MoviePass Gives Up Dream of Having Hollywood Support Its Service

March 6, 2019, 6:35 PM UTC
Shares of MoviePass's parent company jumped more than 200% in early trading Tuesday, then quickly lost all of those gains—and more- after MoviePass raised prices and cut features.
Mike Segar—Reuters

MoviePass Inc., the discount film-subscription service rocked by heavy losses, is retooling its strategy again.

The business, owned by Helios & Matheson Analytics Inc., no longer hopes to get significant money from studios and theater chains. In a statement Wednesday, MoviePass said it would rely instead on “self-generated revenues” from its movie-production company, subscriptions, and the Moviefone advertising service.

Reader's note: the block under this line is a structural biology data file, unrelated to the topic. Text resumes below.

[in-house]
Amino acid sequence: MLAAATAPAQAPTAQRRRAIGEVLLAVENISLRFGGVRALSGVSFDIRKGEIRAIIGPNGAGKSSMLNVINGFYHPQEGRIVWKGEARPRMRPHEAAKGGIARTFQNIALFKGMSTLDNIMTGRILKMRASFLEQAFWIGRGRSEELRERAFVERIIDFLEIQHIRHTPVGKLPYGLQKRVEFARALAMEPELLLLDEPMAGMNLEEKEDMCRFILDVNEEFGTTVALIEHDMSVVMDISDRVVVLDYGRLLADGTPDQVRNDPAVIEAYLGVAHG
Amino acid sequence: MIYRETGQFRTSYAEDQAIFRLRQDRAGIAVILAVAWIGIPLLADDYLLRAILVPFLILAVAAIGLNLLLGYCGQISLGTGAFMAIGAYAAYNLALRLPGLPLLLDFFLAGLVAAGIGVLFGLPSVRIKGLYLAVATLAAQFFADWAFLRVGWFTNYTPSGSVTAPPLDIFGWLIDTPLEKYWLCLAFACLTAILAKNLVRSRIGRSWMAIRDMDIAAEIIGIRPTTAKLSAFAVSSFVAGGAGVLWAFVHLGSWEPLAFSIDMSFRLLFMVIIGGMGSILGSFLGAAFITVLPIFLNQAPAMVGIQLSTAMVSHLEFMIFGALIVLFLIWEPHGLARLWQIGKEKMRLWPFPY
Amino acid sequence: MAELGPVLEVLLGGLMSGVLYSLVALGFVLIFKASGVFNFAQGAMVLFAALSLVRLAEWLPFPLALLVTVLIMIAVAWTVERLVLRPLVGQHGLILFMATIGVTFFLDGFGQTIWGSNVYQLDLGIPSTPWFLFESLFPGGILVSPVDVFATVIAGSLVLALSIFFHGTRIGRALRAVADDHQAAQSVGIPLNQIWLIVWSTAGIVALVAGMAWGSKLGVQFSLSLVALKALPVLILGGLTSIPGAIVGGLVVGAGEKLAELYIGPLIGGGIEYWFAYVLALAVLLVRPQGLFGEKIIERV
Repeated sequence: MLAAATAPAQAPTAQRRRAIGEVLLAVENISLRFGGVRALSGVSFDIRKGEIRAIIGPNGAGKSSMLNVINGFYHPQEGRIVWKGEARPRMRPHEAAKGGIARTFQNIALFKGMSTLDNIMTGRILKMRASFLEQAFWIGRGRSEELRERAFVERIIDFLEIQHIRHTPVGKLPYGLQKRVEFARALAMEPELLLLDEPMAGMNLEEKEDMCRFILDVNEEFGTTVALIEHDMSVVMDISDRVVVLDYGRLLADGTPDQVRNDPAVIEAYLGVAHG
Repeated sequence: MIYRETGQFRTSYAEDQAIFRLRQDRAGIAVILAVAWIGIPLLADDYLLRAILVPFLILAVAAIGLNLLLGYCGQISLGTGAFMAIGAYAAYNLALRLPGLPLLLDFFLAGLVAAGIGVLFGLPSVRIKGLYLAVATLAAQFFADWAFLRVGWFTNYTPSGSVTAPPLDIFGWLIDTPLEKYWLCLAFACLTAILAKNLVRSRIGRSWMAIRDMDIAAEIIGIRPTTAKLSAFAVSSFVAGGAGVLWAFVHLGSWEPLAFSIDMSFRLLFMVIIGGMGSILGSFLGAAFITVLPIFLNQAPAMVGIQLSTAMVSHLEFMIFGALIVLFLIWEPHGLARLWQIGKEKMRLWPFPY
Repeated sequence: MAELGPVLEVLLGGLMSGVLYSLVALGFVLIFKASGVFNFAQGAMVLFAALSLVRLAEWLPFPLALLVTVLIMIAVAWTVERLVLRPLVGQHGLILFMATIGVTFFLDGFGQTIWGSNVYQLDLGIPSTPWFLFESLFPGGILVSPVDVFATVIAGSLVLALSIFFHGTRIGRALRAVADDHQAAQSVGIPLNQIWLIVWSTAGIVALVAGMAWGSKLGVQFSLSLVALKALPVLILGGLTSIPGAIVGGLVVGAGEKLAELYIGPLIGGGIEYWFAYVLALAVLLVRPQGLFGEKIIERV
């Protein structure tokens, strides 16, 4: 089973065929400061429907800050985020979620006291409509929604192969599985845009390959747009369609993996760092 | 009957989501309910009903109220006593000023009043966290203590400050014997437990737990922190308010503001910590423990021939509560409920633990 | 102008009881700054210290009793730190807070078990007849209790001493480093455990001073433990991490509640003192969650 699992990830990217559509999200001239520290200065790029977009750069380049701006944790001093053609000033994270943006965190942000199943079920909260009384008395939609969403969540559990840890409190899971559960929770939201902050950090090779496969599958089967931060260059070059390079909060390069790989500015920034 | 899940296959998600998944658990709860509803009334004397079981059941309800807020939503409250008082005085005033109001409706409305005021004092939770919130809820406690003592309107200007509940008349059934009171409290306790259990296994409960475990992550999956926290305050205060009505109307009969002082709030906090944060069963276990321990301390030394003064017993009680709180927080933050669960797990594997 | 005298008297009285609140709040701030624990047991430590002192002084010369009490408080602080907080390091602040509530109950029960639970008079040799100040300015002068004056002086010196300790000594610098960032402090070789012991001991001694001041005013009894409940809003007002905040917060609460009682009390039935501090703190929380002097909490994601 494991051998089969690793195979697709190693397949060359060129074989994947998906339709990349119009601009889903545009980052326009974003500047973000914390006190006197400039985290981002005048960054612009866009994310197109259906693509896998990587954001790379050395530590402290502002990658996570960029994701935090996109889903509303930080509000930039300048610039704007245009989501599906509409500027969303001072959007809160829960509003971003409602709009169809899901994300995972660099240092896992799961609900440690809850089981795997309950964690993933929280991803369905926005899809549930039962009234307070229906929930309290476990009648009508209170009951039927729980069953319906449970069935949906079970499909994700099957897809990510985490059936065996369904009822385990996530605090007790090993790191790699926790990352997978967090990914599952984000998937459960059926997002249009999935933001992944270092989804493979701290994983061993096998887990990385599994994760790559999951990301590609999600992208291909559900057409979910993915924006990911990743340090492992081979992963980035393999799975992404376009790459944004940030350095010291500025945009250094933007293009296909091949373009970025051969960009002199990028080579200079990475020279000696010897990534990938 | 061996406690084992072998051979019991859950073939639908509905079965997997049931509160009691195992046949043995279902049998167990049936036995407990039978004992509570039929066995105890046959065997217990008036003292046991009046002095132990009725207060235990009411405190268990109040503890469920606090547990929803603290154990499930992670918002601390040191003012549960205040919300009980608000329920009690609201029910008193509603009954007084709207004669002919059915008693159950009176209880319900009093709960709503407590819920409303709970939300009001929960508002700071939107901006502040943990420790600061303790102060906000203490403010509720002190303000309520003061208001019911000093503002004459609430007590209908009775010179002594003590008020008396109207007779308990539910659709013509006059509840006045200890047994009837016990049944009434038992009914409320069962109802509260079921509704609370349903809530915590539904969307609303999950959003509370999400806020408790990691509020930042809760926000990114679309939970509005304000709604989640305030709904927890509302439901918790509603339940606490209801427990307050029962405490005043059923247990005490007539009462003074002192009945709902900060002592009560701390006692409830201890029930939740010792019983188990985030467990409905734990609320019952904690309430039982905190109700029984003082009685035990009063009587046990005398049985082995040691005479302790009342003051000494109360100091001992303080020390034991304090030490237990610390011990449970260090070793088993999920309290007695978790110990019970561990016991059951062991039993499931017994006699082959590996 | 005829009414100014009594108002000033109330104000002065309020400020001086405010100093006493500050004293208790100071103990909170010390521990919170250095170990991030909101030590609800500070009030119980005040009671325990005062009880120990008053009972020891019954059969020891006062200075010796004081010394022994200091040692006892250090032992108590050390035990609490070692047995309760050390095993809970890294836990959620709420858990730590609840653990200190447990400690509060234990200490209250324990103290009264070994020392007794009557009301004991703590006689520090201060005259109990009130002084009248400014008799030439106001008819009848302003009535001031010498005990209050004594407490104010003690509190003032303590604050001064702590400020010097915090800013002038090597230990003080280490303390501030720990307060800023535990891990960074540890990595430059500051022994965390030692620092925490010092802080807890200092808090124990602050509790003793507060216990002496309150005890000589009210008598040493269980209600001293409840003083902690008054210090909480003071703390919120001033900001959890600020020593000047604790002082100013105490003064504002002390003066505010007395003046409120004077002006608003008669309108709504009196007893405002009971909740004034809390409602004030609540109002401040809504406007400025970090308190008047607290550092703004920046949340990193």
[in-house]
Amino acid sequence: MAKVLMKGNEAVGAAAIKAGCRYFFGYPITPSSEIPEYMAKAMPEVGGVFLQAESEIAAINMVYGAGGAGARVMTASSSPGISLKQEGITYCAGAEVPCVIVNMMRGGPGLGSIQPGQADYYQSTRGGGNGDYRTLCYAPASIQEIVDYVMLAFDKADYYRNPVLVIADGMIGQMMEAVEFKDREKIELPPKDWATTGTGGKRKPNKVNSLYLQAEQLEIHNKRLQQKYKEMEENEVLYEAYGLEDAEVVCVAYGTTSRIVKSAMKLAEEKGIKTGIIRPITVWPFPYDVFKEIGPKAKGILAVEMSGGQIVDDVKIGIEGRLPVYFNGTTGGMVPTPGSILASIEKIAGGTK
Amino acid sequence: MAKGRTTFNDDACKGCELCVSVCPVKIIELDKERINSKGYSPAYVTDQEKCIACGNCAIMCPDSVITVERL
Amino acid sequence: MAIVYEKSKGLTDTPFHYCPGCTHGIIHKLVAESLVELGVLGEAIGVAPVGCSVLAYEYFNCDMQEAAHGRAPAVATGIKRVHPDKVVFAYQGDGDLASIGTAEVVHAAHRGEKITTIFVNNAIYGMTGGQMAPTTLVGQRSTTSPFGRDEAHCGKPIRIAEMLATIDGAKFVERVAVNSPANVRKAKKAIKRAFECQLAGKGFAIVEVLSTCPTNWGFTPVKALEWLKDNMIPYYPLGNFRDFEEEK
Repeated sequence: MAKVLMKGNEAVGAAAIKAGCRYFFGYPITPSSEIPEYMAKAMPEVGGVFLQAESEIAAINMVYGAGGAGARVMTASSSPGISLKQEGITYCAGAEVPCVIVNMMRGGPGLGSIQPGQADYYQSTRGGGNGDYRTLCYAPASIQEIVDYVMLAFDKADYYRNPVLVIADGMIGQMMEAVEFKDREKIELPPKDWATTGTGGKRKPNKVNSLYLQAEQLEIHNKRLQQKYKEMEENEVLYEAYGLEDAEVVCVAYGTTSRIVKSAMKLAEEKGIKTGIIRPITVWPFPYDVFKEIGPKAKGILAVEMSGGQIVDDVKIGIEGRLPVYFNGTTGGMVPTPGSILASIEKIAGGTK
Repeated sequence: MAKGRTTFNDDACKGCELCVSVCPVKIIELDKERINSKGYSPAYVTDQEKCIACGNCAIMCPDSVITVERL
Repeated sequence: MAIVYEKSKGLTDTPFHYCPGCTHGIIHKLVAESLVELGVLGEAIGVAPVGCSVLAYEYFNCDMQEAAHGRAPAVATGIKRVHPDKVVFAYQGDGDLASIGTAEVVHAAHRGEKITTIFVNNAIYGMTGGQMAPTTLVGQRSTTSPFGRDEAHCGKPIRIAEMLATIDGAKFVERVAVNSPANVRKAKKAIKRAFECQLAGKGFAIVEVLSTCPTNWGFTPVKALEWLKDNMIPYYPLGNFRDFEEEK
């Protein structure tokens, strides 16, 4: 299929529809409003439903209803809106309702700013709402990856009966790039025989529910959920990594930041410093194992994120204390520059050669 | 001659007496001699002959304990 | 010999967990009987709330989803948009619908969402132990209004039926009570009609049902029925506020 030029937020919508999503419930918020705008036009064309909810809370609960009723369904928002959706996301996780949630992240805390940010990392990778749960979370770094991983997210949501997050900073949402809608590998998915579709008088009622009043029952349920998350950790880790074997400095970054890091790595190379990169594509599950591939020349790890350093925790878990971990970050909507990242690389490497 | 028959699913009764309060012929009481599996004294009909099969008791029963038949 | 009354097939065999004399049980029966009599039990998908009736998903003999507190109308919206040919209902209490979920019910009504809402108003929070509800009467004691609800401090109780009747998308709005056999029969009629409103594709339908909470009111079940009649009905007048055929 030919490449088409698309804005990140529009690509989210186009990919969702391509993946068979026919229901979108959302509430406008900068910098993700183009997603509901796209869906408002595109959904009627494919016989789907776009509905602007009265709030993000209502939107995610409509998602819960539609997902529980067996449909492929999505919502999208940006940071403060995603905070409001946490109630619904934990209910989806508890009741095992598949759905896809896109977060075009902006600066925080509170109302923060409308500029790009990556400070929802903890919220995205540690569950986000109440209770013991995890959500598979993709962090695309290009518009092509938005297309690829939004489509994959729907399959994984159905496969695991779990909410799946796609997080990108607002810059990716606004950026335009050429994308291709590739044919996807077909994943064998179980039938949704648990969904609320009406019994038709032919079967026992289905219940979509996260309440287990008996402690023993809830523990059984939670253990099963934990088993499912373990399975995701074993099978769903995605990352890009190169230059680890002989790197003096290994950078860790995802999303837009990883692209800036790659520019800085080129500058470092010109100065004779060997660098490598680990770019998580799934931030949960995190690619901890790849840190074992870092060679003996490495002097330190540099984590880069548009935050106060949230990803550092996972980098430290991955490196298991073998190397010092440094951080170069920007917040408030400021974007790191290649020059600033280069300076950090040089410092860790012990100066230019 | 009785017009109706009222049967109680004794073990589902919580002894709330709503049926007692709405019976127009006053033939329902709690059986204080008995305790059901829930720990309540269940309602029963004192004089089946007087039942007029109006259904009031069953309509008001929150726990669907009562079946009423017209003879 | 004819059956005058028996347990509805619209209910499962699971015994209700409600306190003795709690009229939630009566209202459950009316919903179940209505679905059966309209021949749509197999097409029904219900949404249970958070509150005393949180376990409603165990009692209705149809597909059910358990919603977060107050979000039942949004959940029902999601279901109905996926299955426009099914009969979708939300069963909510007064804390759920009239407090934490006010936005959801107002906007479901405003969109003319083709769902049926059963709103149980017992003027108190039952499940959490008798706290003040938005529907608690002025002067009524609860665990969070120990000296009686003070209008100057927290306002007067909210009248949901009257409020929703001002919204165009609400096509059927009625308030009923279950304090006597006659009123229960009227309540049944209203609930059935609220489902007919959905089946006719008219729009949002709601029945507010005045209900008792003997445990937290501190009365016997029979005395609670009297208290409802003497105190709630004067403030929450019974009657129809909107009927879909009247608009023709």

The idea is to get those three parts of the company to work more closely together and build a sustainable business. For instance, there may be special perks for MoviePass members seeing MoviePass Films — say, the ability to attend advanced screenings.

Previously, MoviePass had said that partnerships with the movie industry would help make the company profitable. It aimed to sell advertising to studios and persuade exhibitors to share their popcorn and ticket revenue.

But major cinema chains, such as AMC Entertainment Holdings Inc. and Regal Entertainment Group, balked at the idea. They had no desire to share revenue.

MoviePass’s latest pivot is an admission that its earlier gambit failed.